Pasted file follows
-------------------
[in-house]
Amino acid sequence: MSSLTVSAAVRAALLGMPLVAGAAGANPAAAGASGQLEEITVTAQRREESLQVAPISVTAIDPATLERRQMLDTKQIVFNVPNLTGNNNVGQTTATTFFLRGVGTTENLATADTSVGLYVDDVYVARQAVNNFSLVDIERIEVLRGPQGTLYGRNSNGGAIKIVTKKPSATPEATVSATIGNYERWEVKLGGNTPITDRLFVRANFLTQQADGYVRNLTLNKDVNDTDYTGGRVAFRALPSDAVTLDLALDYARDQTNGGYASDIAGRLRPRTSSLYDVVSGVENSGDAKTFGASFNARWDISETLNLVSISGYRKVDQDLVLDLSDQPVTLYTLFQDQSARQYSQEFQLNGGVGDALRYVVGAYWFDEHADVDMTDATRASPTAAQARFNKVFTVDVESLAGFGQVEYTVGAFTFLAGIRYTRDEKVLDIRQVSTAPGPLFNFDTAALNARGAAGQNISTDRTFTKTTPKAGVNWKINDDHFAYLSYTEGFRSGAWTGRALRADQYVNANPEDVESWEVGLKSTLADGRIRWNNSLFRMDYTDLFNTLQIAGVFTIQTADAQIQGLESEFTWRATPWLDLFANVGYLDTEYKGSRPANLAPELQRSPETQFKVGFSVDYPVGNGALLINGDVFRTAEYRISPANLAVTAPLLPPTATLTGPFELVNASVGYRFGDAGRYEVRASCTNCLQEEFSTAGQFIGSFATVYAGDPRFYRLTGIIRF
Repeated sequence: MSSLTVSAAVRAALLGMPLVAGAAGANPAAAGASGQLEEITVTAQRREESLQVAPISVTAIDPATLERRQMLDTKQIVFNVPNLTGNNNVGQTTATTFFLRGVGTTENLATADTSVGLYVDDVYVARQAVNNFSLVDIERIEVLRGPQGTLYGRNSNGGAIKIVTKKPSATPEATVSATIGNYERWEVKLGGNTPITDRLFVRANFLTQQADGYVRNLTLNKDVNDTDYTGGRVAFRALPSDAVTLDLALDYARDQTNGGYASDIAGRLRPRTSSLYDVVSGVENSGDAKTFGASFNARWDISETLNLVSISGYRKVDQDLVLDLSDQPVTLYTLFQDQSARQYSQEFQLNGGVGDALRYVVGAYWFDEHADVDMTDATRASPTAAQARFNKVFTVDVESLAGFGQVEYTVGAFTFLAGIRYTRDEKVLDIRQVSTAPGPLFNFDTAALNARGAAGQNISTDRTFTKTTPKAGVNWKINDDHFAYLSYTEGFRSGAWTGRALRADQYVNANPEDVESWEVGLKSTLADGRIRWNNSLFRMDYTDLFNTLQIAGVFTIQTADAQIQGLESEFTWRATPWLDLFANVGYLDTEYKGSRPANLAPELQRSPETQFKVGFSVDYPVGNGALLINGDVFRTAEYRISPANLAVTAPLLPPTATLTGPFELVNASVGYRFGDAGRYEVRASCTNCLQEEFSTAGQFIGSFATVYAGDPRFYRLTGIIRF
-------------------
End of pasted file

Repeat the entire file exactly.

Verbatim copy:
[in-house]
Amino acid sequence: MSSLTVSAAVRAALLGMPLVAGAAGANPAAAGASGQLEEITVTAQRREESLQVAPISVTAIDPATLERRQMLDTKQIVFNVPNLTGNNNVGQTTATTFFLRGVGTTENLATADTSVGLYVDDVYVARQAVNNFSLVDIERIEVLRGPQGTLYGRNSNGGAIKIVTKKPSATPEATVSATIGNYERWEVKLGGNTPITDRLFVRANFLTQQADGYVRNLTLNKDVNDTDYTGGRVAFRALPSDAVTLDLALDYARDQTNGGYASDIAGRLRPRTSSLYDVVSGVENSGDAKTFGASFNARWDISETLNLVSISGYRKVDQDLVLDLSDQPVTLYTLFQDQSARQYSQEFQLNGGVGDALRYVVGAYWFDEHADVDMTDATRASPTAAQARFNKVFTVDVESLAGFGQVEYTVGAFTFLAGIRYTRDEKVLDIRQVSTAPGPLFNFDTAALNARGAAGQNISTDRTFTKTTPKAGVNWKINDDHFAYLSYTEGFRSGAWTGRALRADQYVNANPEDVESWEVGLKSTLADGRIRWNNSLFRMDYTDLFNTLQIAGVFTIQTADAQIQGLESEFTWRATPWLDLFANVGYLDTEYKGSRPANLAPELQRSPETQFKVGFSVDYPVGNGALLINGDVFRTAEYRISPANLAVTAPLLPPTATLTGPFELVNASVGYRFGDAGRYEVRASCTNCLQEEFSTAGQFIGSFATVYAGDPRFYRLTGIIRF
Repeated sequence: MSSLTVSAAVRAALLGMPLVAGAAGANPAAAGASGQLEEITVTAQRREESLQVAPISVTAIDPATLERRQMLDTKQIVFNVPNLTGNNNVGQTTATTFFLRGVGTTENLATADTSVGLYVDDVYVARQAVNNFSLVDIERIEVLRGPQGTLYGRNSNGGAIKIVTKKPSATPEATVSATIGNYERWEVKLGGNTPITDRLFVRANFLTQQADGYVRNLTLNKDVNDTDYTGGRVAFRALPSDAVTLDLALDYARDQTNGGYASDIAGRLRPRTSSLYDVVSGVENSGDAKTFGASFNARWDISETLNLVSISGYRKVDQDLVLDLSDQPVTLYTLFQDQSARQYSQEFQLNGGVGDALRYVVGAYWFDEHADVDMTDATRASPTAAQARFNKVFTVDVESLAGFGQVEYTVGAFTFLAGIRYTRDEKVLDIRQVSTAPGPLFNFDTAALNARGAAGQNISTDRTFTKTTPKAGVNWKINDDHFAYLSYTEGFRSGAWTGRALRADQYVNANPEDVESWEVGLKSTLADGRIRWNNSLFRMDYTDLFNTLQIAGVFTIQTADAQIQGLESEFTWRATPWLDLFANVGYLDTEYKGSRPANLAPELQRSPETQFKVGFSVDYPVGNGALLINGDVFRTAEYRISPANLAVTAPLLPPTATLTGPFELVNASVGYRFGDAGRYEVRASCTNCLQEEFSTAGQFIGSFATVYAGDPRFYRLTGIIRF